Param Singh MBE: So if you feel like you have a story that is worth sharing, please reach out to us and, um, you know, we'll, uh, you know, we'll try and we'll try and do our best to include you in some events in future. 

Amardeep Parmar: Perfect. So thanks so much for coming on today. Really enjoyed this. Have you got any final words to the audience?

Param Singh MBE: So absolutely, you know, life is short, follow your passion, follow your dreams and put a plan together, ground it in reality and make it happen.

Amardeep Parmar: Hello, hello everyone. Thank you so much for listening. It means a huge amount to us and we don't think you realise how important you are because if you subscribe to our YouTube channel, if you leave us a five star review, it makes a world of difference. And if you believe in what we're trying to do here,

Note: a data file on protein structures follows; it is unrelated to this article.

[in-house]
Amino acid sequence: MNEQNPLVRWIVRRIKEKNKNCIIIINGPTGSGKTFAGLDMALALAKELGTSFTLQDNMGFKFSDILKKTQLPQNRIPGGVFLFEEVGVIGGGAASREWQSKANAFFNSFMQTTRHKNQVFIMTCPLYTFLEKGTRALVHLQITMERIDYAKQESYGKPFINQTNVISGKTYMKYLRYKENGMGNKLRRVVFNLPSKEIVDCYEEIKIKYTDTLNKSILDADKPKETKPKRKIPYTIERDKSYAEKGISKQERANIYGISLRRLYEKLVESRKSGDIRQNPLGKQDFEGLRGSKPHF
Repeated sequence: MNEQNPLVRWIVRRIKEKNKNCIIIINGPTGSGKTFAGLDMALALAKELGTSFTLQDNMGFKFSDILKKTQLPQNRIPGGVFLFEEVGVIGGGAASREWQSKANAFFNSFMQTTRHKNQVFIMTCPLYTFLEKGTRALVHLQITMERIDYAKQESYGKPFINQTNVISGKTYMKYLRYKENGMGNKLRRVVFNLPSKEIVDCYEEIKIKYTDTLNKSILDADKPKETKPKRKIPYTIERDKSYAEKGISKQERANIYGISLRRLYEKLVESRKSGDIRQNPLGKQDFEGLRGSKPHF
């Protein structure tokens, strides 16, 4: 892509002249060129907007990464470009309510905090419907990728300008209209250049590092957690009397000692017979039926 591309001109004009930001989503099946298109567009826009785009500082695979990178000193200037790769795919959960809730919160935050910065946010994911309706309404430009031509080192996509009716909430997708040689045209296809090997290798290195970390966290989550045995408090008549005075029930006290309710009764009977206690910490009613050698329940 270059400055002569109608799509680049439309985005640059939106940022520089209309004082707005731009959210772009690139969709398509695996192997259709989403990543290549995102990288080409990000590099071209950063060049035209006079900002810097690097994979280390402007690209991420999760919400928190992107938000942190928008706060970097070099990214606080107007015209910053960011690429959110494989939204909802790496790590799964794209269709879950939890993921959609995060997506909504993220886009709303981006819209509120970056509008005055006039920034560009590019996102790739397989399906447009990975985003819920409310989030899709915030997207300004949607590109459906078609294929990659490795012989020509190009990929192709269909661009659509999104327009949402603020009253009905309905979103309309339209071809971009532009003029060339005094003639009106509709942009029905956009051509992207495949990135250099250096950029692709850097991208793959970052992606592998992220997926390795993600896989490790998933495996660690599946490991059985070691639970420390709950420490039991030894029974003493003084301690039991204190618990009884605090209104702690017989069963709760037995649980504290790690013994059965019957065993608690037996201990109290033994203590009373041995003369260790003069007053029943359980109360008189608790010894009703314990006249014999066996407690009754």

Amardeep Parmar: to inspire, connect and guide the next generation British Asians. If you do [00:27:00] those things, you can help us achieve that mission and you can help us make a bigger impact. And by doing that, it means we can get bigger guests. We can host more events. We can do more for the community. So you can play a huge part.